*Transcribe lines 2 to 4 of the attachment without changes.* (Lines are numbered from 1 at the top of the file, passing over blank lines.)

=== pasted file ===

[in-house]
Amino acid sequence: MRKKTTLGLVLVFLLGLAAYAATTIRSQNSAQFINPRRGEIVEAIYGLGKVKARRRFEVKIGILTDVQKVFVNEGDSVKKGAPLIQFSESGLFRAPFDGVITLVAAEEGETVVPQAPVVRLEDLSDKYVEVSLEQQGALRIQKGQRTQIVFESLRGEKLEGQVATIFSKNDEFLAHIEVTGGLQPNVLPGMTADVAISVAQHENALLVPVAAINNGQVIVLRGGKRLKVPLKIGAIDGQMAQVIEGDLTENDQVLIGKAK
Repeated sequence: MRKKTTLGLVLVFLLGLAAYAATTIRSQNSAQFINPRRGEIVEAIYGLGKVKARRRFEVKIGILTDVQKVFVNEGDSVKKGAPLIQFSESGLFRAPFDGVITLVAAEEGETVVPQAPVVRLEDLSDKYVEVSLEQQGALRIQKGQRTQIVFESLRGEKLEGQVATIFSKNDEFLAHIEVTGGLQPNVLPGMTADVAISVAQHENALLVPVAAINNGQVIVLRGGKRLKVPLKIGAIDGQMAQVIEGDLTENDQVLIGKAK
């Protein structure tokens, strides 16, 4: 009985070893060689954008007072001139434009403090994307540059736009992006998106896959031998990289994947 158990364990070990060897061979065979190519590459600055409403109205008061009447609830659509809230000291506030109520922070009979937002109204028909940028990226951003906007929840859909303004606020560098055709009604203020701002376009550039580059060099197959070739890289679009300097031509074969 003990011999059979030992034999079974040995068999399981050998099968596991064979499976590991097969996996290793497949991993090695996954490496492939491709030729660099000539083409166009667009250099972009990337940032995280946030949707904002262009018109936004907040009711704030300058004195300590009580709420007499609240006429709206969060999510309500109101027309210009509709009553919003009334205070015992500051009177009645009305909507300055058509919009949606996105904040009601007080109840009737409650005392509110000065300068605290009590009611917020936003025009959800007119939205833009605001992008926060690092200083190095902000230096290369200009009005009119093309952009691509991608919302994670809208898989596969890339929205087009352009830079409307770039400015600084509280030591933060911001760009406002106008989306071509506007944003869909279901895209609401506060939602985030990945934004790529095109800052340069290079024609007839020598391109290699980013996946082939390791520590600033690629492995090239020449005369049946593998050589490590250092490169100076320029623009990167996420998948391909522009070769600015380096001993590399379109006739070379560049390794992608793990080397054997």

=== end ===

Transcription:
Amino acid sequence: MRKKTTLGLVLVFLLGLAAYAATTIRSQNSAQFINPRRGEIVEAIYGLGKVKARRRFEVKIGILTDVQKVFVNEGDSVKKGAPLIQFSESGLFRAPFDGVITLVAAEEGETVVPQAPVVRLEDLSDKYVEVSLEQQGALRIQKGQRTQIVFESLRGEKLEGQVATIFSKNDEFLAHIEVTGGLQPNVLPGMTADVAISVAQHENALLVPVAAINNGQVIVLRGGKRLKVPLKIGAIDGQMAQVIEGDLTENDQVLIGKAK
Repeated sequence: MRKKTTLGLVLVFLLGLAAYAATTIRSQNSAQFINPRRGEIVEAIYGLGKVKARRRFEVKIGILTDVQKVFVNEGDSVKKGAPLIQFSESGLFRAPFDGVITLVAAEEGETVVPQAPVVRLEDLSDKYVEVSLEQQGALRIQKGQRTQIVFESLRGEKLEGQVATIFSKNDEFLAHIEVTGGLQPNVLPGMTADVAISVAQHENALLVPVAAINNGQVIVLRGGKRLKVPLKIGAIDGQMAQVIEGDLTENDQVLIGKAK
């Protein structure tokens, strides 16, 4: 009985070893060689954008007072001139434009403090994307540059736009992006998106896959031998990289994947 158990364990070990060897061979065979190519590459600055409403109205008061009447609830659509809230000291506030109520922070009979937002109204028909940028990226951003906007929840859909303004606020560098055709009604203020701002376009550039580059060099197959070739890289679009300097031509074969 003990011999059979030992034999079974040995068999399981050998099968596991064979499976590991097969996996290793497949991993090695996954490496492939491709030729660099000539083409166009667009250099972009990337940032995280946030949707904002262009018109936004907040009711704030300058004195300590009580709420007499609240006429709206969060999510309500109101027309210009509709009553919003009334205070015992500051009177009645009305909507300055058509919009949606996105904040009601007080109840009737409650005392509110000065300068605290009590009611917020936003025009959800007119939205833009605001992008926060690092200083190095902000230096290369200009009005009119093309952009691509991608919302994670809208898989596969890339929205087009352009830079409307770039400015600084509280030591933060911001760009406002106008989306071509506007944003869909279901895209609401506060939602985030990945934004790529095109800052340069290079024609007839020598391109290699980013996946082939390791520590600033690629492995090239020449005369049946593998050589490590250092490169100076320029623009990167996420998948391909522009070769600015380096001993590399379109006739070379560049390794992608793990080397054997």